Monday, 21 September 2009

Tweet it your way? Twitter's Capacity for Consumer Sentiment Measurement - Part III

     Carrying on from our general analysis of Burger King's UK twitter messaging in Part II, we can move on to specifically examining detailed user data and behavior. General messaging volumes indicated that certain events spiked Twitter activity, but this effect was enhanced by events that resonated with the target market for the brand. In order to fully understand this interaction, we can examine general geographic and behavioral patterns before moving onto specific user behaviors.

     Moving from our general analysis measures, Twitter activity data can be cut by geographic or chronological layers. Analyzing Twitter data by time (as shown below), creates a pattern of usage similar to other social networks or general internet usage. Usage data does diverge from existing patterns around 11am to 1 pm, as usage peaks that would generally increase, peak earlier in the day than with overall UK internet usage. Analyzing messages between 11 and 1, there is a distinct trend of experiential messages involving going to Burger King for lunch or returning from Burger King after lunch.

      Geographically, mention data is limited by the methodology of the search. Geographic searches can be conducted two differing ways: manually through the interface (which allows for searching by mentioning of towns or other locations) or through the API (which limits searching to by geocode and radius). Being that our data was taken by geocode, each area analyzed within the UK was gathered by determining the coordinates for the center of a metropolitan area and then the radius of that body. In order to determine the entirety of the UK, a catchment area was set up encompassing the entire UK, with duplicate messages stripped out later on between all the areas.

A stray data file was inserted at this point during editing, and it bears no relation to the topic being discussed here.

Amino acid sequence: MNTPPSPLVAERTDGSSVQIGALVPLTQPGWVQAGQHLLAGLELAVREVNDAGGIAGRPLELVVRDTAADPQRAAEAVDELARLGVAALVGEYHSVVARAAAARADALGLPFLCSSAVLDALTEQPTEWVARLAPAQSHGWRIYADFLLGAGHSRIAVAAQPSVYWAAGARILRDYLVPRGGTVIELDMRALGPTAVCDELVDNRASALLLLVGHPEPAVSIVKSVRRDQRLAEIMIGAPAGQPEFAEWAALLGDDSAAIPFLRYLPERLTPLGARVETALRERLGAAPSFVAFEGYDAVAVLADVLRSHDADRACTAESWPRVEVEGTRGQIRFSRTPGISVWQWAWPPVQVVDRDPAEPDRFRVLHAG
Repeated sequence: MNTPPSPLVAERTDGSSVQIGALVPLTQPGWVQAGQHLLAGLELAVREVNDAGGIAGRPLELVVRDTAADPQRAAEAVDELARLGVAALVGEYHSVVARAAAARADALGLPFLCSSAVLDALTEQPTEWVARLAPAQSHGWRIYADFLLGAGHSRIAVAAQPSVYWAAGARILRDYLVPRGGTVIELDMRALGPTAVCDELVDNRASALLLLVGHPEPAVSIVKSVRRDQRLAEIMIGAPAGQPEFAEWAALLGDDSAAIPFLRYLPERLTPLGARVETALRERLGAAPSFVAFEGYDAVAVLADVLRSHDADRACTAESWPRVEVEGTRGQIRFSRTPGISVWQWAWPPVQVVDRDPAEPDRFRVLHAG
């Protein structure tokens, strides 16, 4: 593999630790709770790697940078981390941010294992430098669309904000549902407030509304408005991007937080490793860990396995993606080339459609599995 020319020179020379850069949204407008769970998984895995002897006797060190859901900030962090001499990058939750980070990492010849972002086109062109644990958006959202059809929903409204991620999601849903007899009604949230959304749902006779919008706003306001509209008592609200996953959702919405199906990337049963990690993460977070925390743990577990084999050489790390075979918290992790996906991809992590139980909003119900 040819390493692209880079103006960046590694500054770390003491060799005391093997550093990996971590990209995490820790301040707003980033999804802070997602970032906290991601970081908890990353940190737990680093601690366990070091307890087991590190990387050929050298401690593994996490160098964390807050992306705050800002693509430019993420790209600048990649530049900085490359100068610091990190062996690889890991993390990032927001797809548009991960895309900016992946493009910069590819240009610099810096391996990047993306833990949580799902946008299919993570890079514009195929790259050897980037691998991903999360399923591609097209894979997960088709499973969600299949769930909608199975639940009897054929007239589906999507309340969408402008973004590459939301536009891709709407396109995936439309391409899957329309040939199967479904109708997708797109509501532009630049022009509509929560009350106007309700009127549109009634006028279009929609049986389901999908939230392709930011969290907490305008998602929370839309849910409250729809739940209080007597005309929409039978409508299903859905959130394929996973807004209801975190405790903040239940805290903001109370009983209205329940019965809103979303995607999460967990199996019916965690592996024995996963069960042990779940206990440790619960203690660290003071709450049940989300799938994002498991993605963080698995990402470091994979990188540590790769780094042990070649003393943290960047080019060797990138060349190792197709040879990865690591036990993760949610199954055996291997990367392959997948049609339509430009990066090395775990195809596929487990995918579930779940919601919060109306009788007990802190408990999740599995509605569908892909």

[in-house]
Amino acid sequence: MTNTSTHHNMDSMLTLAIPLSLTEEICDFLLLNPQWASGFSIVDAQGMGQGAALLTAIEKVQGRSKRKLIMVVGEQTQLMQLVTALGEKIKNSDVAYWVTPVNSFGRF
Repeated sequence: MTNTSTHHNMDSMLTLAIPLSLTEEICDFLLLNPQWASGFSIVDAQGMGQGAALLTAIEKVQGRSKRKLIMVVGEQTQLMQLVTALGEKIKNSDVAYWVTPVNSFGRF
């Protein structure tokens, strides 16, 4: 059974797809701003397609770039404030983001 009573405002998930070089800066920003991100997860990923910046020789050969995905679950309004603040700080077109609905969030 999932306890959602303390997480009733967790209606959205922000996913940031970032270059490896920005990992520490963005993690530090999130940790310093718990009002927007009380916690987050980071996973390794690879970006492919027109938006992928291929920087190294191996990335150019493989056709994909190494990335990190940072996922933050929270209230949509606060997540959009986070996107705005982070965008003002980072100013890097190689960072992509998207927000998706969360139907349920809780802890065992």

Analyzing the data for Burger King by geography (shown below) we see that the data mirrors the overall distribution of UK Twitter activity pretty closely. London, named the metropolitan hotbed of Twitter activity worldwide, dominates other specific geographic areas. The catchment area proves to be the largest area of activity, due to ambiguous location entries or commuter users being counted in this category. Geographic data doesn't yield as many useful insights in this example as it might in more geographically sensitive examples such as monitoring of political bodies within voter districts or global monitoring of a term by country.

     Analyzing data by platform can help to generate insight on variety of usage (i.e. mobile vs. static), preferred client (i.e. Tweetdeck vs. Twitterrific) or context for messaging (i.e. about something going on simultaneously or later). Previous research has shown that, as a whole, more than half of UK twitter messages are sent from either mobile or hybrid third party clients (meaning less than half of Twitter messages are posted through Twitter.com). Twitter users mentioning Burger King mirror increase on the trend of non-Twitter.com based Twitter usage, as only 32% of mentions came from the "web" platform (which represents site usage). The following four platforms (2 mobile platforms and 2 hybrid (desktop/mobile) options) account for more usage than Twitter.com. The overall fragmentation of usage (170 different platforms register at least one Burger King mention) means that users are talking about the brand through a variety of avenues, both on the go (leading to the possibility of in-store tweeting) and at home. Furthermore, future marketing on Twitter for Burger King, including possible sponsorships, should take into account not only Twitter itself, but this variety of 3rd party clients and platforms.

     Analyzing rate of user mentions, we find that 12.3% mentioned Burger King more than once. The distribution (shown below) indicates that while the overwhelming majority mentions Burger King once (showing that most users don't mention every time they interact with the brand), there are users who have exhibited an ongoing conversation. While all brands want to extend consumer awareness, its essential to mention that some brands won't be successful in generating positive commentary from consumer on Twitter, regardless of their efforts. While people may sporadically mention their detergent on Twitter in passing, spawning widespread and frequent mentions of such may prove nearly impossible, due to the nature of the product. 

      In order to discern what actually drove such high mentions for the brand from certain users, we can specifically analyze the tweet's contents and properties from those users. Comparing users who tweeted more than once and the overall tweet distribution shows that no obvious difference between frequently mentioning users and the overall user base exists.